Society's reliance on the charity sector has ballooned in the past year.
Economic recovery in itself will not lighten this burden. Fundraising activities are still impeded by lockdowns and social distancing. That makes the safekeeping of charity financial reserves through vigilant investing vital. So, how should charity investors interpret Rishi Sunak’s budget speech on the 3 March?
Speculation in the lead up to the budget centred around the inevitable question of tax. The UK government has borrowed vast quantities to support the economy through the lockdowns. If 2021 was to be the year of great recovery, then is it not also time to start the great payback?
The budget dispelled these concerns, at least for now. The rescue package will continue to grow into this year, resulting in a cumulative £344bn of support being handed to households, businesses and the public sector, OBR data shows.
The next intention is to bolster the recovery. People have clearly suffered greatly over the past 12 months; but people have also saved. In all, UK households and non-financial companies will have saved £300bn, or 14% of GDP, according to data from the Bank of England. The government is working out how to encourage people and companies to put this back into the economy. When considering this renewed bout of stimulus, it would be wise to wonder if we are entering an inflationary environment. Firstly, interest rates are at historic lows, encouraging people to spend rather than save. Secondly, releasing pentup consumer demand may well push prices up. Raising interest rates – the usual counter-reaction – on such a large base of debt would be expensive.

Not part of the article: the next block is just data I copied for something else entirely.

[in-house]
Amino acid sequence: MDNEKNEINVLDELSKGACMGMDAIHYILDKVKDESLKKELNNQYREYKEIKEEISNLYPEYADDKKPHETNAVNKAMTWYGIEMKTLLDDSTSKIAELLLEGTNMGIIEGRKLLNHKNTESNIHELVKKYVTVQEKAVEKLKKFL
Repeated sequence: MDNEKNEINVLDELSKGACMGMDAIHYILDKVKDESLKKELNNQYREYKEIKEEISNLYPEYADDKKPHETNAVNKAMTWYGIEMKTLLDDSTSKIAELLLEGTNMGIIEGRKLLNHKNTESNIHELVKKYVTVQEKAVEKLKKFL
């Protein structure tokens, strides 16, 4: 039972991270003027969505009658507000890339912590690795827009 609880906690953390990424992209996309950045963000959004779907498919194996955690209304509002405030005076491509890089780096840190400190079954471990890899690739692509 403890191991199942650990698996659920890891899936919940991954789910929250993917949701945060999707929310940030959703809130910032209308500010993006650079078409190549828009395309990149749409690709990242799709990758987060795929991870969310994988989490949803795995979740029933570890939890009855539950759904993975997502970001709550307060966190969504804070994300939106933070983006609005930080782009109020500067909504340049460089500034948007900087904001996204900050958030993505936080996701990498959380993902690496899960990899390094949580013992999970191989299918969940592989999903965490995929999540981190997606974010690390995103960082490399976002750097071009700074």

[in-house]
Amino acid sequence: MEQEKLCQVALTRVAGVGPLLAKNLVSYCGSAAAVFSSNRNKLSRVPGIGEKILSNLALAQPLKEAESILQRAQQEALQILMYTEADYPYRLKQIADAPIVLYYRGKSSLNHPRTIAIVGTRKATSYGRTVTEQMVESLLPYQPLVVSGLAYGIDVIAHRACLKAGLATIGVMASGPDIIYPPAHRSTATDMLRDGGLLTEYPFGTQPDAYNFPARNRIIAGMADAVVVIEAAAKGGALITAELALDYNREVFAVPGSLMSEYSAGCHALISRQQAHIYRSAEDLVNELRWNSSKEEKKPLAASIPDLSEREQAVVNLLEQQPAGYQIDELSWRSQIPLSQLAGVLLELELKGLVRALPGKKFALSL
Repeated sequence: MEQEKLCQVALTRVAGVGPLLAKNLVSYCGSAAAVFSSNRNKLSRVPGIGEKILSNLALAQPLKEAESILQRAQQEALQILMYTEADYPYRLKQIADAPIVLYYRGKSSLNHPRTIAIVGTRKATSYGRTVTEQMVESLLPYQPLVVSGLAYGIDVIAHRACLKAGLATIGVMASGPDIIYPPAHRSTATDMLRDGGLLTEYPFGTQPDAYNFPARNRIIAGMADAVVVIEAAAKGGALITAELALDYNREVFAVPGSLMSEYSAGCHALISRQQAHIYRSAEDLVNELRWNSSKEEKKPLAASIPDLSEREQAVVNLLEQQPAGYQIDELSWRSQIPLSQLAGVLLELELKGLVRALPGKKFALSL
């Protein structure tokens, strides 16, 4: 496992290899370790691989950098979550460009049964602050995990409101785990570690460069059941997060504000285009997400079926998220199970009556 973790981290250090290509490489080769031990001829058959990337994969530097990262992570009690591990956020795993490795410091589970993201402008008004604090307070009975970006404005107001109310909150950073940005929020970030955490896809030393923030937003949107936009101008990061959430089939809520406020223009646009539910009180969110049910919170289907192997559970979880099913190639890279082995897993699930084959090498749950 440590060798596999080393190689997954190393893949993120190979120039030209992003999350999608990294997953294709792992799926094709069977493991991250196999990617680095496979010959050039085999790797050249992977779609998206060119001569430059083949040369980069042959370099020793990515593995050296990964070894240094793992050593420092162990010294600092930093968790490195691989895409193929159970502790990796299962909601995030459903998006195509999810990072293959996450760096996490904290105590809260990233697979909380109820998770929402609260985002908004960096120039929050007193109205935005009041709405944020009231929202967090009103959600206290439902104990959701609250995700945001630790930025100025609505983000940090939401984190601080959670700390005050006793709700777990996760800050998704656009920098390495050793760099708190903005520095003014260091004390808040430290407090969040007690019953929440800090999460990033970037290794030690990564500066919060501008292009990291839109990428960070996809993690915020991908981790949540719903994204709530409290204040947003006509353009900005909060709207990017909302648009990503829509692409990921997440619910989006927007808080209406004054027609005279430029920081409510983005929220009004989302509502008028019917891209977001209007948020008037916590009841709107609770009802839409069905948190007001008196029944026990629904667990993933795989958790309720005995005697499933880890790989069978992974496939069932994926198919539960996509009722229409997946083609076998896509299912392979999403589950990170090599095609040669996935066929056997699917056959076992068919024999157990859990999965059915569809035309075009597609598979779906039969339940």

We have not seen significant inflation for 40 years. Charity investors need to consider how their investments might fare in this new environment. Conventional bonds will certainly suffer, as interest rates will remain below inflation. And equities are not necessarily safe either.
The chancellor’s message is plain: rescue and recover before repair. Spending now should help the UK economy to rebound swiftly. But continued spending may well also see the return of inflation, and it is high time that investors consider what that might mean for their portfolios.
Alexander Johnstone is an investment associate at Ruffer
Ruffer LLP is a limited liability partnership, registered in England with registered number OC305288 authorised and regulated by the Financial Conduct Authority. The information contained in this article does not constitute investment advice or research and should not be used as the basis of any investment decision.